Successful people: What Successful People Do That You Don’t
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Do you envy the success of others? Do you wonder how some people make everything look easy? Are you just as smart and talented as someone else, but see them being more successful than you? What are they doing that you aren’t?
Melanie Hutchinson’s book Successful People: What Successful People Do That You Don’t addresses this very question. She examines a myriad of successful individuals and identifies what they all have in common, and shares her findings with readers.
Successful People first addresses the issue of personal perspective, that different people view the same event in different ways, and that this is due to personal perception. Perception is the “filter” we experience things through mentally. One of the biggest determiners of our perception is whether we are optimists or pessimists.
Hutchinson reports that successful people are both positive people, and people who do not compare themselves to others. They focus on their own development, maintaining a cheerful attitude throughout their journey.
Successful People also delves into another habit of those who seem to have the Midas touch: visualization. Successful people visualize victory and internalize the vision as a target to aim for, rather than a passing daydream. Hutchinson includes some detailed but simple exercises to develop visualization skills.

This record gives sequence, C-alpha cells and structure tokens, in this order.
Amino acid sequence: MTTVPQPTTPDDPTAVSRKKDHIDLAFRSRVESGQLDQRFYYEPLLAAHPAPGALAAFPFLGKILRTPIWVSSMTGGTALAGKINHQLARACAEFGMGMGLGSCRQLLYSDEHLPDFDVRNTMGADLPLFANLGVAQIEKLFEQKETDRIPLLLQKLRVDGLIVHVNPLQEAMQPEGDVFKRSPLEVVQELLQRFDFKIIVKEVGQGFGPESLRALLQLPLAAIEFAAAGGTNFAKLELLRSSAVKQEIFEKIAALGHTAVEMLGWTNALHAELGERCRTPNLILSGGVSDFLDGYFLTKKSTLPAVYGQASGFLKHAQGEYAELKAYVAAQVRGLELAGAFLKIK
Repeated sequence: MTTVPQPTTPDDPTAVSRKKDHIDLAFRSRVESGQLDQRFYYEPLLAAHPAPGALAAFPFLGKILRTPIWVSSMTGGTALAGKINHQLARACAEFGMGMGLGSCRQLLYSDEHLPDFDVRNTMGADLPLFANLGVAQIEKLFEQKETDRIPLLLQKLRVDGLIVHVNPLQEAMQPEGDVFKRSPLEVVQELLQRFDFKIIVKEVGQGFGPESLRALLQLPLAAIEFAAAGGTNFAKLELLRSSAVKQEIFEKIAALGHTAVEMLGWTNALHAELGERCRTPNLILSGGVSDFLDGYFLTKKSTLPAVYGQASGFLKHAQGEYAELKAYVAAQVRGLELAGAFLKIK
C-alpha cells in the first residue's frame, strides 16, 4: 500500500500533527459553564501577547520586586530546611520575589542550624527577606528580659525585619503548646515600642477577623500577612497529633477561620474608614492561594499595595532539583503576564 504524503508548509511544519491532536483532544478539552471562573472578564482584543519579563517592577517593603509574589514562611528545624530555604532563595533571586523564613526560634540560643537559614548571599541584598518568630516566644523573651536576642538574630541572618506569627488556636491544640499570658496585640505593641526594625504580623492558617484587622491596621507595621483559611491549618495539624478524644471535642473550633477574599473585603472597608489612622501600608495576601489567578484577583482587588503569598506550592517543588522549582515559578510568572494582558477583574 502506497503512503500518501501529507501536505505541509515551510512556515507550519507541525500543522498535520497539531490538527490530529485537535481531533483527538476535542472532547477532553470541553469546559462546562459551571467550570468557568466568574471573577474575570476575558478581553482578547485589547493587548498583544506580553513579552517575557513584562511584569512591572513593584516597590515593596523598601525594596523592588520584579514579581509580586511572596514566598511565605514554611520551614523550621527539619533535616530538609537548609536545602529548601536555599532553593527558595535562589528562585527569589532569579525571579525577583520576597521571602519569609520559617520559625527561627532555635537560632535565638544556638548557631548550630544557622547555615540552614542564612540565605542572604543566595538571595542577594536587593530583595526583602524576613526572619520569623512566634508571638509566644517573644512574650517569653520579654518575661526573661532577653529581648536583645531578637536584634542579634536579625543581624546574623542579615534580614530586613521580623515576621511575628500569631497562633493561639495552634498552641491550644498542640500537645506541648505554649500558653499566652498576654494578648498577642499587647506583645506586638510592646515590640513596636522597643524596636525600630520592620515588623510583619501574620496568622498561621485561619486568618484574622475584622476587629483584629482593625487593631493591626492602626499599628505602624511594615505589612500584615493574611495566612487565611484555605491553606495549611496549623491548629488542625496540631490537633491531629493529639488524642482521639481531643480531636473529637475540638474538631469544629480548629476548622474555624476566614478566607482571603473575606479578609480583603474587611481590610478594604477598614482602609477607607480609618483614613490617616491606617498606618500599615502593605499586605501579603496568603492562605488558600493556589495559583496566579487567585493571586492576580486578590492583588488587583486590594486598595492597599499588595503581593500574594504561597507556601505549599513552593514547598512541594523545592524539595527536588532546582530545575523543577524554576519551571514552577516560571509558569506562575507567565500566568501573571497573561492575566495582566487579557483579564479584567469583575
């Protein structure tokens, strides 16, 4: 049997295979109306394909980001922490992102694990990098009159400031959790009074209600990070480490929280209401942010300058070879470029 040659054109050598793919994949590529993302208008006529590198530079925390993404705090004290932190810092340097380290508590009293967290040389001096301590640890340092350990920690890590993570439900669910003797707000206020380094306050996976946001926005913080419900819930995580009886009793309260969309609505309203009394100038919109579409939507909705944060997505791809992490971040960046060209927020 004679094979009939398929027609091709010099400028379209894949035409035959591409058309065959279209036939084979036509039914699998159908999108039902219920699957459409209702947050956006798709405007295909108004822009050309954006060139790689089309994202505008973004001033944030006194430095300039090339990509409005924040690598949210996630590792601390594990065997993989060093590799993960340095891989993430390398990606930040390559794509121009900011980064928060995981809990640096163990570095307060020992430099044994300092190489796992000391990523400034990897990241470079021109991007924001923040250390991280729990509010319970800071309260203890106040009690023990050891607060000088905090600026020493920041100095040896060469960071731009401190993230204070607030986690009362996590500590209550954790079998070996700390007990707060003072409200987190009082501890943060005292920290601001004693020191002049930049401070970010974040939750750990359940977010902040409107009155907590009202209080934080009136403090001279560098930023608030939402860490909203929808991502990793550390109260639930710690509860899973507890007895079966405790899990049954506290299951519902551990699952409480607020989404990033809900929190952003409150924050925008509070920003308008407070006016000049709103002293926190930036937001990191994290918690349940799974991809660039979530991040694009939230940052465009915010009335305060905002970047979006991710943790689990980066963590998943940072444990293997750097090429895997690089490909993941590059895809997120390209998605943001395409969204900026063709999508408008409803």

Hutchinson has also discovered that successful people tend to trust themselves and their instincts. They can make decisions about which actions to take, even when stakes are high. They do not second-guess themselves or become paralyzed in their thinking. Successful People includes exercises to develop the skill of trusting our intuition.
Successful People also notes that on the occasion that the decision isn’t the right one, winners do not agonize over the mistake, but instead chalk the experience up to a lesson learned. They see mistakes as necessary parts of the success process.
Hutchinson also shows readers that successful individuals take responsibility for their actions. This allows them to think about ways to improve their performance. For example, if a successful student is late for school one day, he probably does not say to himself “The bus was late.” Instead, they tend to say to themselves, “I need to wake up a little earlier and get to the bus stop earlier.”
This pattern of thinking gives the power of control to the individual, allowing her to see where she can improve, rather than feeling victimized by the world around her. This is the attitude that supervisors and business partners like to see, rather than blame-shifting and whining.
Successful People also cautions us to not only cultivate these habits in ourselves, but to surround ourselves with others who operate this way as well. In this way, we are boosted and encouraged by our friends and associates, rather than discouraged.
We can cultivate these productive friendships by actively listening to those we consider successful, and see them as mentors, both formally and informally. We learn from their examples at school, work, and often in their personal lives as well, and see that they aren’t spending a lot of energy on drama and negativity in all areas of life.